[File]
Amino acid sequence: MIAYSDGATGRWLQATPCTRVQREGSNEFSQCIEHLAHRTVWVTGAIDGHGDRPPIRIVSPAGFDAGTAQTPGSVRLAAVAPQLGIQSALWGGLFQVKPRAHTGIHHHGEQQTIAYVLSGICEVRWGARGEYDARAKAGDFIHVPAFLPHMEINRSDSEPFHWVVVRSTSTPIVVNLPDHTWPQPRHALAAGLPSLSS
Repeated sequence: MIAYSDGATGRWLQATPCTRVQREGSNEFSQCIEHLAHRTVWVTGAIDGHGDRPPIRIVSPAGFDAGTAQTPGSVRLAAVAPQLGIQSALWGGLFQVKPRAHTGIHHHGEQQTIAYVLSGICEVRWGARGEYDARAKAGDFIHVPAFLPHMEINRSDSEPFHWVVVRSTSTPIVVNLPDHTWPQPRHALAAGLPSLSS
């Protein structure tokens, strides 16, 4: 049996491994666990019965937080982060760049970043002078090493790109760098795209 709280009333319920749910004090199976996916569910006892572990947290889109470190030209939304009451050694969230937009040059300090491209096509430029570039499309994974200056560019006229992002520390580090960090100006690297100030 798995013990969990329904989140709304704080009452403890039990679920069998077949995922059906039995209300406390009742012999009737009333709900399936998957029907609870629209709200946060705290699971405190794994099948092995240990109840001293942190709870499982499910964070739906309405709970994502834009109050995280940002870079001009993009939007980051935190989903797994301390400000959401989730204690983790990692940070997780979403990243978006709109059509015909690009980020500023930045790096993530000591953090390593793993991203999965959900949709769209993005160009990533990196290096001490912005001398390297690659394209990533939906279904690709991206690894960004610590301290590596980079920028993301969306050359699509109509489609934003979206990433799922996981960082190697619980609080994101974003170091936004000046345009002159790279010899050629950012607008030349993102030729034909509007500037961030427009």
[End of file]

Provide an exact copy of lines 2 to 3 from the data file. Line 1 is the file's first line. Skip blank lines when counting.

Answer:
Repeated sequence: MIAYSDGATGRWLQATPCTRVQREGSNEFSQCIEHLAHRTVWVTGAIDGHGDRPPIRIVSPAGFDAGTAQTPGSVRLAAVAPQLGIQSALWGGLFQVKPRAHTGIHHHGEQQTIAYVLSGICEVRWGARGEYDARAKAGDFIHVPAFLPHMEINRSDSEPFHWVVVRSTSTPIVVNLPDHTWPQPRHALAAGLPSLSS
């Protein structure tokens, strides 16, 4: 049996491994666990019965937080982060760049970043002078090493790109760098795209 709280009333319920749910004090199976996916569910006892572990947290889109470190030209939304009451050694969230937009040059300090491209096509430029570039499309994974200056560019006229992002520390580090960090100006690297100030 798995013990969990329904989140709304704080009452403890039990679920069998077949995922059906039995209300406390009742012999009737009333709900399936998957029907609870629209709200946060705290699971405190794994099948092995240990109840001293942190709870499982499910964070739906309405709970994502834009109050995280940002870079001009993009939007980051935190989903797994301390400000959401989730204690983790990692940070997780979403990243978006709109059509015909690009980020500023930045790096993530000591953090390593793993991203999965959900949709769209993005160009990533990196290096001490912005001398390297690659394209990533939906279904690709991206690894960004610590301290590596980079920028993301969306050359699509109509489609934003979206990433799922996981960082190697619980609080994101974003170091936004000046345009002159790279010899050629950012607008030349993102030729034909509007500037961030427009």